October 5, 2016 • Life for Leaders
When Jesus landed and saw a large crowd, he had compassion on them, because they were like sheep without a shepherd. So he began teaching them many things.
After the disciples of Jesus returned from their mission trip, in which they proclaimed and demonstrated the kingdom of God, Jesus perceived that they needed time for rest and reflection. “So they went away by themselves in a boat to a solitary place” (6:32). But when people recognized Jesus, they ran ahead to meet him when he got off the boat. We might expect that Jesus was a bit miffed, given his hopes for a retreat with his disciples, but, in fact, when he saw the crowd waiting for him, “he had compassion on them, because they were like sheep without a shepherd” (6:34).
The Greek verb translated here as “had compassion” means, literally, “his guts were moved” (splagchnizomai). Whereas we tend to locate emotions in the heart, first-century Greek speakers put them in the bowels. Mark’s choice of this verb emphasizes the deep emotion of Jesus. We would say that his heart was profoundly moved when he saw the crowd “because they were like sheep without a shepherd.” This phrase echoes a passage in Ezekiel, where the Lord lamented the failure of the leaders of Israel to care for his “sheep”: “So they were scattered because there was no shepherd” (Ezek 34:5). God’s solution to Israel’s leaderless situation was to become their good shepherd: “As a shepherd looks after his scattered flock when he is with them, so will I look after my sheep. I will rescue them from all the places where they were scattered on a day of clouds and darkness. I will bring them out from the nations and gather them from the countries, and I will bring them into their own land. I will pasture them on the mountains of Israel, in the ravines and in all the settlements in the land” (Ezek 34:12-13).
Thus, when Jesus feeds this crowd, this not only reflects his compassion for them, but it also reveals that he is fulfilling the prophecy of Ezekiel. Jesus has come as the good shepherd. Jesus will play the role of the Lord himself. He will do this because he is more than simply a man. He is, indeed, God in the flesh. He is the Lord, the good shepherd.
Even as Jesus once had compassion for the crowds, so he has compassion for you and me today. He sees our need for a faithful, wise leader, and offers himself as our good shepherd. He will feed us, not with literal bread, but with the bread of life, with his written Word. And we who follow Jesus have the opportunity to become co-shepherds as we extend arms of love to others, as we feed the hungry and proclaim God’s truth to the world.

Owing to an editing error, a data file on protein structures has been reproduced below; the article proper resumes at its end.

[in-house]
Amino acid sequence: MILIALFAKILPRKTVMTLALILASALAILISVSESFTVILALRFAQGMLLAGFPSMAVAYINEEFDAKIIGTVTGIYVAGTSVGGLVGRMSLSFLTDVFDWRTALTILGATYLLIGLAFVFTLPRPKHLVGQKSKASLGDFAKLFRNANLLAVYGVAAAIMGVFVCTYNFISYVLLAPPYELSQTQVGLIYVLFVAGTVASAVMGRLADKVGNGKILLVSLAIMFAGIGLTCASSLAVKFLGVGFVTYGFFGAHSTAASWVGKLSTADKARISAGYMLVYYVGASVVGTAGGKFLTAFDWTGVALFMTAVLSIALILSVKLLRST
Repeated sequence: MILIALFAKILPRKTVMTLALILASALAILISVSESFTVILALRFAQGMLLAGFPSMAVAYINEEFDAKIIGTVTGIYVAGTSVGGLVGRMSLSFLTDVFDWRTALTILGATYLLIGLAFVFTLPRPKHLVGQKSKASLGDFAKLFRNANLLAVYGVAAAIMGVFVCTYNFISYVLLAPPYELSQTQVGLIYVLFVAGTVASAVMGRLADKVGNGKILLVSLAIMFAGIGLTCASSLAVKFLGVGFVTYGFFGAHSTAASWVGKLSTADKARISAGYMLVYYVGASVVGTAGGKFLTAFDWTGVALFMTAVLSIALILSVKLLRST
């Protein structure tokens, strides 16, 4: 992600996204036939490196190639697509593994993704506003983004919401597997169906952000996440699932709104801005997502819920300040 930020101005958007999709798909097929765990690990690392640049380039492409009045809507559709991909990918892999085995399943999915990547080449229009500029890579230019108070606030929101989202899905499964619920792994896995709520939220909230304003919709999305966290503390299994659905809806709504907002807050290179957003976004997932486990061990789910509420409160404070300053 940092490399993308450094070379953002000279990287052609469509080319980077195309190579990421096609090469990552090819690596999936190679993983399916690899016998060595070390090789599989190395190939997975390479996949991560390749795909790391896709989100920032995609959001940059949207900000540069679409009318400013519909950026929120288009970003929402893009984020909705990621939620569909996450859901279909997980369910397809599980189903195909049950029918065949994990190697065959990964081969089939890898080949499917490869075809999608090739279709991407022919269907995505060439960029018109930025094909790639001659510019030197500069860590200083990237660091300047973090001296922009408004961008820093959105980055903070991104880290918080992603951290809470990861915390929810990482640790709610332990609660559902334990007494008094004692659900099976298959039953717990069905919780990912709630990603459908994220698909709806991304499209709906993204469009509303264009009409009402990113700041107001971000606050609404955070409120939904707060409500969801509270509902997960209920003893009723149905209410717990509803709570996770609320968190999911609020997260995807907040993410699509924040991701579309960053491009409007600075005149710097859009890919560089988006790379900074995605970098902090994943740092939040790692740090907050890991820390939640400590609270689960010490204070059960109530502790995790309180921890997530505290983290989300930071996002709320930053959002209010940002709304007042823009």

QUESTIONS TO CONSIDER:
Do you ever think that Jesus has compassion on you? Why or why not?
How does the fact that Jesus is your good shepherd impact your life?
Dear Lord, my Good Shepherd, first of all I thank you today for your compassion. Thank you for looking upon me with a tender and passionate heart. What an amazing thought that you care for me so deeply.
Moreover, I thank you, Lord, for feeding me with your truth. I need the guidance that comes from your Word. How grateful I am for the Scripture you have given!
Finally, today I praise you for being, not just a human Messiah, but also the Word of God made flesh. You are the Lord, the promised good shepherd. All praise be to you, Lord Jesus! Amen.
Explore more at the Theology of Work Project online Bible commentary: Ezekiel 34
Dr. Mark D. Roberts is a Senior Strategist for Fuller’s Max De Pree Center for Leadership, where he focuses on the spiritual development and thriving of leaders. He is the principal writer of the daily devotional, Life for Leaders, and the founder of the De Pree Center’s Flourishing in the Third Third of Life Initiative. Previously, Mark was the Executive Director of the De Pree Center, the lead pastor of a church in Southern California, and the Senior Director of Laity Lodge in Texas. He has written eight books, dozens of articles, and over 2,500 devotions that help people discover the difference God makes in their daily life and leadership. With a Ph.D. in New Testament from Harvard, Mark teaches at Fuller Seminary, most recently in his D.Min. cohort on “Faith, Work, Economics, and Vocation.” Mark is married to Linda, a marriage and family counselor, spiritual director, and executive coach. Their two grown children are educators on the high school and college level.